Responsibility and Respect

Published: October 2, 2017

By Jim Lichtman
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Two things happened last week that received little attention, but are vital to our progress toward a more perfect union.

Last Thursday (Sept. 28), Supreme Court Justice Neil M. Gorsuch spoke to The Fund for American Studies, a conservative, non-profit educational organization that teaches “the principles of limited government, free-market economics and honorable leadership.”

“In his remarks,” The New York Times writes (Sept. 28), “Justice Gorsuch called for civility in debates over public controversies. On the one hand, he said, the First Amendment guarantees that ‘Americans can say pretty much anything they want for more or less any reason they want more or less anytime they want.’

“ ‘But with every right comes a correlative responsibility,’ he said. ‘And to be worthy of our First Amendment freedoms, we have to all adopt certain civil habits that enable others to enjoy them as well. When it comes to the First Amendment, that means tolerate those who don’t agree with us, or those whose ideas upset us, giving others the benefit of the doubt about their motives.’ ”

In a 2010 commentary (Rights vs. Responsibilities), I wrote, “…some people are so focused on rights that they forget about the corresponding responsibilities. The right to free speech carries with it the responsibility to speak in a civil manner. The right to march in protest carries with it the responsibility to do so in a peaceful and respectful way. …

“How can we claim to be ‘the land of the free’ when individuals declare that their right to free speech includes calling a black congressman, n****r?  Where is the exercise of responsibility for ‘the right of the people peaceably to assemble, and to petition the Government for a redress of grievances’ when people curse and spit on another?”

While I commend Justice Gorsuch for adding his voice to a subject that is not addressed often enough, I was disappointed in the venue chosen by others for his address, namely The Trump Hotel in downtown Washington, DC – a site that continues to remain under an ethical cloud due to President Trump’s personal and financial stake in the property.

Nonetheless, Judge Gorsuch’s words regarding responsibility carry considerable weight at a time when we ALL need to remember to dial-it-back!

In the same week, a racial incident at the U.S. Air Force Academy prompted Superintendent Lt. Gen. Jay Silveria to address the entire class of cadets.

When Silveria discovered that five black cadets had racial slurs written on the message boards on the doors to their rooms, he took immediate action.

As reported by The Washington Post last Friday (Sept. 29), “Silveria… urged cadets to reach for their phones.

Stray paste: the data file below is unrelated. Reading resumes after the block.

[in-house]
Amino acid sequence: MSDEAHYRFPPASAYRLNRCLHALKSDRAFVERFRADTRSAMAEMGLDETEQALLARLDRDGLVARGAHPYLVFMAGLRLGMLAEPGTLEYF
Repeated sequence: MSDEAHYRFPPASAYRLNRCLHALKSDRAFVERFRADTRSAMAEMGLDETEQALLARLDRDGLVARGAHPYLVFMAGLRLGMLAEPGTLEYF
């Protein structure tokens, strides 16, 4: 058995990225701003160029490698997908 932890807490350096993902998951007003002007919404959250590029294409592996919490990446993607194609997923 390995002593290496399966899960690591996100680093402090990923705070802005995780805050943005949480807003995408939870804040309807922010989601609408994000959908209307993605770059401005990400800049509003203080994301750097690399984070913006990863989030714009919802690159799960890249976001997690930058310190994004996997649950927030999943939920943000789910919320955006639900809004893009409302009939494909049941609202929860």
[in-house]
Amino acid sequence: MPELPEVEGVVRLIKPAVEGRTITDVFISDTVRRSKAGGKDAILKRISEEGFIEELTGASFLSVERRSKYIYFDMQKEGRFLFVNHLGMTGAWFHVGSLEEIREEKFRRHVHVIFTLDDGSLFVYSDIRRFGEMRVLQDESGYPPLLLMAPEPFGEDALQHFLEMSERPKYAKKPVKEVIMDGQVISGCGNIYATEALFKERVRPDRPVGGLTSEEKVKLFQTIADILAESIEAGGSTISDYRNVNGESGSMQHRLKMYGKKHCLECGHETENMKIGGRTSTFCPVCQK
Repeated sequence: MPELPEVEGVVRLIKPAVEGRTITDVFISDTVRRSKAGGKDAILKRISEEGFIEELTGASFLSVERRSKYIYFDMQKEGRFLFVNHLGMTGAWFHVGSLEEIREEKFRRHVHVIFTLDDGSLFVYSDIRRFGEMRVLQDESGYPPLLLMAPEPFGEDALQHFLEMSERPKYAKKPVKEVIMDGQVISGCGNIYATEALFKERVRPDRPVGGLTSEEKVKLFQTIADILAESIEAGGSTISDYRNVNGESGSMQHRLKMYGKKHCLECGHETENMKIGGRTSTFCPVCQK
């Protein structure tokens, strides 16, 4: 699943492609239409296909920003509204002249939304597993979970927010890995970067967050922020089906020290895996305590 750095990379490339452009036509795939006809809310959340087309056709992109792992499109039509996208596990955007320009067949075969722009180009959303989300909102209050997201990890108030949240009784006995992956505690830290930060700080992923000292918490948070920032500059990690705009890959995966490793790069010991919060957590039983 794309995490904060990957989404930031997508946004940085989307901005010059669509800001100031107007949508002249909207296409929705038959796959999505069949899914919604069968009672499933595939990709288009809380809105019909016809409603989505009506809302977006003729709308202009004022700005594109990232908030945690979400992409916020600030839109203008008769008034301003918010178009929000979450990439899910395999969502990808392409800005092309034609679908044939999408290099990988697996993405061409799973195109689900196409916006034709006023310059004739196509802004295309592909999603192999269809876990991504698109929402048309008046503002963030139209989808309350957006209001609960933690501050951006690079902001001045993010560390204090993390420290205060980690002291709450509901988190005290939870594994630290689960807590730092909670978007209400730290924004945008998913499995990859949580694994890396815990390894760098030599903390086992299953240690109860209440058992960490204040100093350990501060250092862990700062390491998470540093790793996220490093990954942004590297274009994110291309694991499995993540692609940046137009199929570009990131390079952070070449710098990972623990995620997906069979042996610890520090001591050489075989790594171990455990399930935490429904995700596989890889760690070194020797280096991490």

“ ‘I want you to videotape this so you have it, so you can use it — so that we all have the moral courage together,’ he said, surrounded by 1,500 of the academy’s faculty, administrators and athletic coaches.

“ ‘If you can’t treat someone with dignity and respect, get out.’ ”

With blunt precision, Silveria made clear that everyone under his command at the Academy will either treat others with respect and dignity or be asked to leave.

“There is only one way to confront hatred and prejudice: head on. Well said, Lt. Gen Silveria.”

Joe Biden (@JoeBiden) September 29, 2017

Important statement by Lt. Gen. Silveria @AF Academy. I agree, there’s no place for racism or bigotry in our military or this great nation.”

John McCain (@SenJohnMcCain) September 29, 2017

Everyone, EVERY ONE, should listen to Lt. Gen. Silveria’s message. It is a well-spoken reminder that if we do NOT speak out against bigotry and intolerance when we see it, we are part of the problem.

“In his 32-year career,” The Post continues, “Silveria has nearly 4,000 hours of flight time, including combat missions over Iraq and the Balkans, making him one of the Air Force’s most experienced pilots, according to the Colorado Springs Gazette.

“ ‘When it came time to pick the next superintendent, Lt. Gen. Jay Silveria was the obvious choice,’ Gen. David Goldfein, the branch’s chief of staff, said at Silveria’s appointment ceremony, according to the Gazette. ‘I don’t believe we have an officer serving in the Air Force today with more combat time, more joint credibility, or more operational understanding of the art of modern war.’ ”

And I would add, no one has demonstrated more operational character than Lt. Gen. Silveria.


  1. One of the things I found most enjoyable about my military service, especially in combat Vietnam, was the simplicity of rule enforcement which three stars on the shoulder makes very simple.

    Today’s campus disappointments, protests resulting in hundreds of thousands of dollar losses are tolerated by beleaguered administrators (Middlebury, Dartmouth, Missouri, etc.) simply because they do not have the POWER to expel without cause, legal tests and lawsuits. At Air Force, “shape up or get out” has real meaning and is not a threat. It will happen, and should.

    I like that kind of executive power, because in ethical hands, it works effectively and FAST.

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